• Planning employers also often value employees who have an understanding of development finance, and have skills in environmental impact assessment, as well as more generic abilities such as project management and skills in negotiation, presentation and community engagement.
  • Get networking - start contacting people in the industry and try attending any conferences or related events - the RTPI Young Planner’s Conference takes place annually in the autumn. Also, attend the university’s careers fairs in order to meet employers, and also ask your tutors if they have any contacts they may be able share with you.
  • If you lack involvement in the sector and do not have a planning qualification, roles such as Planning Technician can provide practical experience. The planning technician role is an entry-level job in planning which does not normally require a degree. Planning technicians have a similar role to planners, but with less responsibility as the role is more junior. As such, technicians typically carry out the day-to-day support work needed to enable planners’ work.

How do I get work experience in planning related roles?

Pre-entry work experience in addition to your studies is highly valued by employers. Vacation work in the planning department of a local authority or with a consultancy, such as shadowing a planner or developing administrative experience, are just a few examples of desirable experience.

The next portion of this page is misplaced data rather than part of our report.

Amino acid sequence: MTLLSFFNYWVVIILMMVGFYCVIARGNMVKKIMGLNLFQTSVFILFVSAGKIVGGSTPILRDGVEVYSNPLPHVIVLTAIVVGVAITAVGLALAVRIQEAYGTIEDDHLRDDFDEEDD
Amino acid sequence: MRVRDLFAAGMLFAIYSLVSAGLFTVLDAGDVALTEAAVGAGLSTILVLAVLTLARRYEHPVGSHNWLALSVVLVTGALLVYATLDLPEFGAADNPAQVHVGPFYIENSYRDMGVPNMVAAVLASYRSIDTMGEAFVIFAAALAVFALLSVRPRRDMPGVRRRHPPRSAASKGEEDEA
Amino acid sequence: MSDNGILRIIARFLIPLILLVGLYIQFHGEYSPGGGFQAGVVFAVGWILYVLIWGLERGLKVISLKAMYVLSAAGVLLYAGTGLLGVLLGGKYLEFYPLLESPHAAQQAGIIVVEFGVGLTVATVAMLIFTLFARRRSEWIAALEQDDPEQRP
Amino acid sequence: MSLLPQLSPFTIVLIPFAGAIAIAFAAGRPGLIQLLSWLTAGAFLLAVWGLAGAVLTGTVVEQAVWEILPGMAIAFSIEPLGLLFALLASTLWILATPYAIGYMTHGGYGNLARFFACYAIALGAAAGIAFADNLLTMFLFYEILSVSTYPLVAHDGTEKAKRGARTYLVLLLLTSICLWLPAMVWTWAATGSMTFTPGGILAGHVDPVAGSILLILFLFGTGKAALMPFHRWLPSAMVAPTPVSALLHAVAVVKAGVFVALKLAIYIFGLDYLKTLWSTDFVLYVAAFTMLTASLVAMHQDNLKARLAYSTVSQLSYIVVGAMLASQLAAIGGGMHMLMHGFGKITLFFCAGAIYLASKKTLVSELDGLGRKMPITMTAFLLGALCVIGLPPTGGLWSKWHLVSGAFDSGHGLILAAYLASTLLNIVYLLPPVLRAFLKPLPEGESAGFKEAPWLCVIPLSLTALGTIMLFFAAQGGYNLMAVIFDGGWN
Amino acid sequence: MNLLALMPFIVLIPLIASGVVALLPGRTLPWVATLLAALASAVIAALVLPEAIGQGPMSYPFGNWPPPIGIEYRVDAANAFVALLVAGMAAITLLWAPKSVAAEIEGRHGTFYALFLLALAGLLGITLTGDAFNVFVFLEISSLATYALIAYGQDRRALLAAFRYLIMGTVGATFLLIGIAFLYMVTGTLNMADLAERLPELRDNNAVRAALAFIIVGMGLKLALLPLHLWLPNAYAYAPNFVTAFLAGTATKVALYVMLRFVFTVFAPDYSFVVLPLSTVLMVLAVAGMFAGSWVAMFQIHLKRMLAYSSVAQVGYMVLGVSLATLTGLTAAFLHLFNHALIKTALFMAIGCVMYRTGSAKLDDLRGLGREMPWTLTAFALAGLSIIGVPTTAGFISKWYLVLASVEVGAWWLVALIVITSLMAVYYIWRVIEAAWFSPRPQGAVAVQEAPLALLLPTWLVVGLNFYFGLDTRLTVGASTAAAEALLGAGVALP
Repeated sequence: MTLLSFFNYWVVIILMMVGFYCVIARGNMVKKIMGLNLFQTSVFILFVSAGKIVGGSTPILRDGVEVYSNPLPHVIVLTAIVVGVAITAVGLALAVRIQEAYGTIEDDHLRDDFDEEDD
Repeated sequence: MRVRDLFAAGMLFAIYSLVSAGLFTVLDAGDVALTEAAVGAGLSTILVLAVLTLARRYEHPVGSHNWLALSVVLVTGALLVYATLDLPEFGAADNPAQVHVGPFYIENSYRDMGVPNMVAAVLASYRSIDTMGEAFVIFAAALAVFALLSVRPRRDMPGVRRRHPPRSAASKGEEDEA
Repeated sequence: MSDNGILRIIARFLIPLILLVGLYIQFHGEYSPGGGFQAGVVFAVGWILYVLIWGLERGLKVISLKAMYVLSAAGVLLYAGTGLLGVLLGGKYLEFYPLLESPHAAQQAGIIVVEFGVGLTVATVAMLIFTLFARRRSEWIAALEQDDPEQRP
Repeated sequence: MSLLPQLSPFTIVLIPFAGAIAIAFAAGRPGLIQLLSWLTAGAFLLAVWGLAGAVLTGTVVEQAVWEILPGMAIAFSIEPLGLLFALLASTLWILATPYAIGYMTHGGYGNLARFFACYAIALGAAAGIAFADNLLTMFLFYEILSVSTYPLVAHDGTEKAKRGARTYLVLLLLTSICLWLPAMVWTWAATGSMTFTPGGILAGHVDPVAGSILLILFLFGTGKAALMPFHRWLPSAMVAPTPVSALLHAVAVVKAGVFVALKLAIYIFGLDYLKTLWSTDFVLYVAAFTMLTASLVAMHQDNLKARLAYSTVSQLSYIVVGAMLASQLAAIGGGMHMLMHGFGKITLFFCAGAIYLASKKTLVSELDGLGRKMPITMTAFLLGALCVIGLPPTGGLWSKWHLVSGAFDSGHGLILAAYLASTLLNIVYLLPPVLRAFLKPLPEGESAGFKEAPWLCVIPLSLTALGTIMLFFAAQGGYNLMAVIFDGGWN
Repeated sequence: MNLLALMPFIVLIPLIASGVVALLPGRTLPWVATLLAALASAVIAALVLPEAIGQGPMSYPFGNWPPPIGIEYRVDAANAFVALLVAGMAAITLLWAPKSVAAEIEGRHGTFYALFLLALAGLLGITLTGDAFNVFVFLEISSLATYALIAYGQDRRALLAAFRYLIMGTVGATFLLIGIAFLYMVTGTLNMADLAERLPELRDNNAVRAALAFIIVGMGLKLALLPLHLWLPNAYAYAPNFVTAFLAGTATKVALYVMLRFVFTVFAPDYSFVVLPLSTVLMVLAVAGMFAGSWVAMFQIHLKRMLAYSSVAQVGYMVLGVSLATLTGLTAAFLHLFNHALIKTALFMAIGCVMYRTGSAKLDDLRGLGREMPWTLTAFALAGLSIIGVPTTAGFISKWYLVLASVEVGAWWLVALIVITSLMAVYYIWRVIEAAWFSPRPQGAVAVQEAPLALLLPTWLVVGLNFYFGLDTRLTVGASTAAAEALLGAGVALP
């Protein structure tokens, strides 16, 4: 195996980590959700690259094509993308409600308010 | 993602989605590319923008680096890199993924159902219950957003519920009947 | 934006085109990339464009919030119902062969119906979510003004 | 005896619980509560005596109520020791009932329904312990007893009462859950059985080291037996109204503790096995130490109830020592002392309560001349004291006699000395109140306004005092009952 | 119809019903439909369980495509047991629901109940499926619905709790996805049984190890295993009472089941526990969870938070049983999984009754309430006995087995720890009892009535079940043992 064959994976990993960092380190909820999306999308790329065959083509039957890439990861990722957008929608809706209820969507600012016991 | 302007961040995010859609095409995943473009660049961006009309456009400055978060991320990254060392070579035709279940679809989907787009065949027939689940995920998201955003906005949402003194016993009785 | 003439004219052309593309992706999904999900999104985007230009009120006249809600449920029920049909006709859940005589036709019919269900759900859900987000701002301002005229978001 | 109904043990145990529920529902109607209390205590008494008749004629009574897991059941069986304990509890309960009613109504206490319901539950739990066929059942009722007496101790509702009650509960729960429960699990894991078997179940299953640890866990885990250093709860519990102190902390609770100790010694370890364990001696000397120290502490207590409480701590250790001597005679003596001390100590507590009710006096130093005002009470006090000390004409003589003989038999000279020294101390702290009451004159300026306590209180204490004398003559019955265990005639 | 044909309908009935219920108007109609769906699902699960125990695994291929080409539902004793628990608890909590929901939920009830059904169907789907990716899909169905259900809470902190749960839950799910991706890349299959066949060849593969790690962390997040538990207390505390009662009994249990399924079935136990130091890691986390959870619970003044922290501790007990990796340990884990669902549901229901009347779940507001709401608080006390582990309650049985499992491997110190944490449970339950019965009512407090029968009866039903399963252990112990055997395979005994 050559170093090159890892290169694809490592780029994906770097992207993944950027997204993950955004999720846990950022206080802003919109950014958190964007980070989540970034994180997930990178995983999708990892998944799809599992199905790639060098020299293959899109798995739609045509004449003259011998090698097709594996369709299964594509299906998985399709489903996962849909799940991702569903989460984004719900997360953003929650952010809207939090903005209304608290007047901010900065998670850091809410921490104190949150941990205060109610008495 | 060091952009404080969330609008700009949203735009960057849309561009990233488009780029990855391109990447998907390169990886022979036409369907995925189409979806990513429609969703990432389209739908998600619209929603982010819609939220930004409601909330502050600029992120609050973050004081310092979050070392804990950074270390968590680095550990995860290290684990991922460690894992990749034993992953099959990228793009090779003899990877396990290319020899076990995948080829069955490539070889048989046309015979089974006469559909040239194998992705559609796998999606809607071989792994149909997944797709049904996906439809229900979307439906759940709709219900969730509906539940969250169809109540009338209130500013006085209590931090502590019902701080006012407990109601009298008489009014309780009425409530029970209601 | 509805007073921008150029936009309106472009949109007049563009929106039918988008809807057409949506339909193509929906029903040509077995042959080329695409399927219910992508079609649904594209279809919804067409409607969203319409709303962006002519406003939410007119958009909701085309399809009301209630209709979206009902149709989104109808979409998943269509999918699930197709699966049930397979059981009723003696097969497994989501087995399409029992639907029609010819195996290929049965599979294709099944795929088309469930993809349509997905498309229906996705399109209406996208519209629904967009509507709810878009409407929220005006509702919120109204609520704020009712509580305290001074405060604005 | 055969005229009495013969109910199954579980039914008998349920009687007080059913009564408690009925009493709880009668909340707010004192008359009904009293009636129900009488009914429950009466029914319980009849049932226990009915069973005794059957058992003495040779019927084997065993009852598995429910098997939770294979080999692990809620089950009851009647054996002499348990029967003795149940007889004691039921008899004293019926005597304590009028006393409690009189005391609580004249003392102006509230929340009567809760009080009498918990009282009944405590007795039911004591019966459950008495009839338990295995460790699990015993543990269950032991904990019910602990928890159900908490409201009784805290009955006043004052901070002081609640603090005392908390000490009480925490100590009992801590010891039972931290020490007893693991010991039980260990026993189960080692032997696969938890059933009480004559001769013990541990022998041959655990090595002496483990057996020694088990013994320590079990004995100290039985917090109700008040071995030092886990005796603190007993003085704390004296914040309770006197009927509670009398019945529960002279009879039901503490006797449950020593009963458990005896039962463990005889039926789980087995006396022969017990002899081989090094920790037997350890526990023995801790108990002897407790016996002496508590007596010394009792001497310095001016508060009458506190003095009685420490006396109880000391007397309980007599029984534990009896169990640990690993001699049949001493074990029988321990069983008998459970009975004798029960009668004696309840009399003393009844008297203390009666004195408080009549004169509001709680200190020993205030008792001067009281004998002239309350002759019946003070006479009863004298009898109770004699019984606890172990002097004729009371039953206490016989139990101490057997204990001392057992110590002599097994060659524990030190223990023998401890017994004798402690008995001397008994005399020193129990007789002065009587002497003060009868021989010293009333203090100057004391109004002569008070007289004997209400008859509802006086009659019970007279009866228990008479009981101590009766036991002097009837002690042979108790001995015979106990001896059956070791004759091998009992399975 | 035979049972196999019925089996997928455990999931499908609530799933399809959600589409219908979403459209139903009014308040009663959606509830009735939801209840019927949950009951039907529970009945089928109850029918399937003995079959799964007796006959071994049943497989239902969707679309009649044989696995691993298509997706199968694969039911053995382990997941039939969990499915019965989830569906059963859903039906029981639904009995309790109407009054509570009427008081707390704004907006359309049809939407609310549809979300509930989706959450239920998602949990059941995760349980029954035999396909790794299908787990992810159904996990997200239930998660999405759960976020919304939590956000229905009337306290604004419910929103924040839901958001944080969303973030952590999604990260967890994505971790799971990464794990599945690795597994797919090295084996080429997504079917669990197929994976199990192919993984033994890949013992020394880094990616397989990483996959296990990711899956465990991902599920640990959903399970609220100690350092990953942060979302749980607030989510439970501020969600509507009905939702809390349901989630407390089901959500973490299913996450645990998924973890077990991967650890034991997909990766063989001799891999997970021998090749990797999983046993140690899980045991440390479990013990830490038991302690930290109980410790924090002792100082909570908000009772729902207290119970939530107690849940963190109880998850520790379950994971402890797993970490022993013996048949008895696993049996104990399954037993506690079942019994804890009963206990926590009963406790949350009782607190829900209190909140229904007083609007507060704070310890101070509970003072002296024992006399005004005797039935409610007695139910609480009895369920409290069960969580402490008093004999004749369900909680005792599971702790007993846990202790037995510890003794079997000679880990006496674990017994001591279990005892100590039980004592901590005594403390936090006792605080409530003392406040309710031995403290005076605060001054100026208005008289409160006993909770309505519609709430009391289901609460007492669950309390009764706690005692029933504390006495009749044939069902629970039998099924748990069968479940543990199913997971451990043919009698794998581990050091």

Birmingham City Council - One of many local authorities that provide planning students with short summer internships and work experience placements.

Birmingham City Council’s Planning and Regeneration department hosts the Birmingham Graduate Hub, which will offers paid positions for graduates within the council’s Planning and Regeneration department. Opportunities can be found through Birmingham City Council’s jobs portal.

MADE (no website) - 321 Bradford St, Birmingham B5 6ET; telephone number 0121 348 7980. Located in the centre of Birmingham, MADE is an organisation dedicated to improving the quality of our towns, cities and villages. Espousing the benefits of a high quality built environment for economic prosperity and wellbeing, they host a range of activities as well as voluntary roles for students.

Forum for the Built Environment (FBE) - The leading independent built environment networking organization, with a branch that meets regularly in the centre of Birmingham. The FBE has over 1,000 members nationwide from a wide variety of backgrounds - multinational construction companies, cost consultants, architects and designers, property developers, engineers, planners and consultants, legal & financial specialists and other service professionals.

Alternative careers using planning skills

Useful links

You may also be interested to consider careers in surveying, as an alternative to planning. If so, Careers Network’s Insight Into Surveying webpage may be of assistance.

For more information and careers resources see Careers Network’s ResourceLists for Construction, civil engineering and property and Logistics and transport.